The home of legendary outlaw Robin Hood in Nottinghamshire is under threat, according to forestry officials.
The Major Oak stands at the centre of Sherwood Forest
Sherwood Forest used to cover more than 100,000 acres in the middle of England, but now covers only 450 acres.
Nottinghamshire County Council hopes to be given a £50m lottery grant to protect what it describes as "an incredibly important wildlife reserve".
Izi Banton, head ranger at Sherwood Forest, said the forest was "just as threatened as the tropical rainforest".
"We have to get the message out there to people that Sherwood is under threat and we need people's help," Ms Banton said.
The size of the forest has shrunk over the centuries due to population growth and the harvesting of its huge oaks for ship-building and lumber.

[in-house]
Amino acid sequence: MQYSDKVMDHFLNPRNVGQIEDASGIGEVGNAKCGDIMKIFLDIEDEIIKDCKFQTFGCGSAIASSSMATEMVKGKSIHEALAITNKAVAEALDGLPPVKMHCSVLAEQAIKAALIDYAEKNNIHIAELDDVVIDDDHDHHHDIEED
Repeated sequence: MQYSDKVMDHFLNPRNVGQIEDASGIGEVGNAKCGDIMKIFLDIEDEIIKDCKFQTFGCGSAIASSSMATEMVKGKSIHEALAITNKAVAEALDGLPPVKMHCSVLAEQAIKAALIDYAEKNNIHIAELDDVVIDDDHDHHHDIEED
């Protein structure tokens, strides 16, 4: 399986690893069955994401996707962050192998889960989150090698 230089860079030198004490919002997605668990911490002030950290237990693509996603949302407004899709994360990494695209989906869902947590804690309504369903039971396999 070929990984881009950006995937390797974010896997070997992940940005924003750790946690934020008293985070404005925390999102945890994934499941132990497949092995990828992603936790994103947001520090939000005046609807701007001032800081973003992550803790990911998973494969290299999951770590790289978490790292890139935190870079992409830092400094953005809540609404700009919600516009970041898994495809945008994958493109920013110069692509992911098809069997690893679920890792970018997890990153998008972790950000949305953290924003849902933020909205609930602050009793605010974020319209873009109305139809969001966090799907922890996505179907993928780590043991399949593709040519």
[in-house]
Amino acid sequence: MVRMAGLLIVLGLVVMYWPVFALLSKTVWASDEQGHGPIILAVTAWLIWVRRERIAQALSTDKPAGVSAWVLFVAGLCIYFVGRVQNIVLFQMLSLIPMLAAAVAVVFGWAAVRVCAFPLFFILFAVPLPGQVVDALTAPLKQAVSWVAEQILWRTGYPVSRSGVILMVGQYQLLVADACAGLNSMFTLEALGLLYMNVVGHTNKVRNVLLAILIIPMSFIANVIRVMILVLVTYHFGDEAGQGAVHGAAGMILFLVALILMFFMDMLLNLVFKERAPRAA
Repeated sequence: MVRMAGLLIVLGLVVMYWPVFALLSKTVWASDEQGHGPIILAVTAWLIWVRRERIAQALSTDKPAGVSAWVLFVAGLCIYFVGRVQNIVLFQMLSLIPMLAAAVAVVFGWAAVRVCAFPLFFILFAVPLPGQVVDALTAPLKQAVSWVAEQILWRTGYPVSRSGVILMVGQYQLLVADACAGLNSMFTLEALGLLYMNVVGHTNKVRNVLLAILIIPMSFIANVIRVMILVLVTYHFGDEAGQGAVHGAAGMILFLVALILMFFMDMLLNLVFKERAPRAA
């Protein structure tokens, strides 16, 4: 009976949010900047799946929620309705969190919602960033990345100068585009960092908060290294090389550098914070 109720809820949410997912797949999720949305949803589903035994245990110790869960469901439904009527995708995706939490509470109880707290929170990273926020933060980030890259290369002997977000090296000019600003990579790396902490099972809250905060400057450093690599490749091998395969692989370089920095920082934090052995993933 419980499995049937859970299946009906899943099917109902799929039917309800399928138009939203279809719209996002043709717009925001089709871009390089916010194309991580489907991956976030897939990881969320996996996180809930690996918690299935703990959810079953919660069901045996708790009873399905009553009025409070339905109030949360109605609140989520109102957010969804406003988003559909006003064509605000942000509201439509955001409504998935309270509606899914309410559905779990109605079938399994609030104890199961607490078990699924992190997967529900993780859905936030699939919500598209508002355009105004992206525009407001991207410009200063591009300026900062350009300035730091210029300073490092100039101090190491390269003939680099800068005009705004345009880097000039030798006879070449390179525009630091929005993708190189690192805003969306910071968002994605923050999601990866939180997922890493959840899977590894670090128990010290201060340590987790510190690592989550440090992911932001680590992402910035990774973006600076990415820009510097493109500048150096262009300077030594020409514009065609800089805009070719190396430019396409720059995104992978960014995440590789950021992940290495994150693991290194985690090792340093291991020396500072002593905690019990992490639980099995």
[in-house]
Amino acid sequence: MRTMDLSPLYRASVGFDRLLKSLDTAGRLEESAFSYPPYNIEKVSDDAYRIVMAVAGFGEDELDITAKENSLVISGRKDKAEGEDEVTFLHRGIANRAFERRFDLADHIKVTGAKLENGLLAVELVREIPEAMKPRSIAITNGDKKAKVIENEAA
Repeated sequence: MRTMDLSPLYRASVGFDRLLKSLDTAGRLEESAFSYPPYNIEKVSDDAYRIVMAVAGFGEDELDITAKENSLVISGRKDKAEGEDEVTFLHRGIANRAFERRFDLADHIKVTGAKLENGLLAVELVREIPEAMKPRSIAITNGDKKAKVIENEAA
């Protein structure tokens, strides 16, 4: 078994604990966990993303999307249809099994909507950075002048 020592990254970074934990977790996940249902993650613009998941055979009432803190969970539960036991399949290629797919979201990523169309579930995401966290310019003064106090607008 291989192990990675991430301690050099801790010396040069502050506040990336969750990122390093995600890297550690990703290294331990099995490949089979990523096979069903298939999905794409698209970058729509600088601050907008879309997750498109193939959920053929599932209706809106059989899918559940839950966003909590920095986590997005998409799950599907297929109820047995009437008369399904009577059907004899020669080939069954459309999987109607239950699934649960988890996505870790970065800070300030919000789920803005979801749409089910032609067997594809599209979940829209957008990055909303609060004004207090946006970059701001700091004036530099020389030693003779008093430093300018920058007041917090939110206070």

The aim of the county's lottery bid is to reconnect scattered fragments of woodland.
"We're not talking about chucking people out and putting trees back everywhere.
"There are pockets of forest all over Nottinghamshire, and what we want to do is to reconnect them back together, create wildlife corridors, and create new access routes so people can get out there and enjoy the forest."
"Sherwood Forest - in one way or another - will be saved," she added.
The plans also include a new visitor centre with tree-top walkways.
The county council is hoping to win a public vote that will decide which local authority scheme gets the lottery funding.
It is part of the Living Landmark Award, which will be aired on TV in December.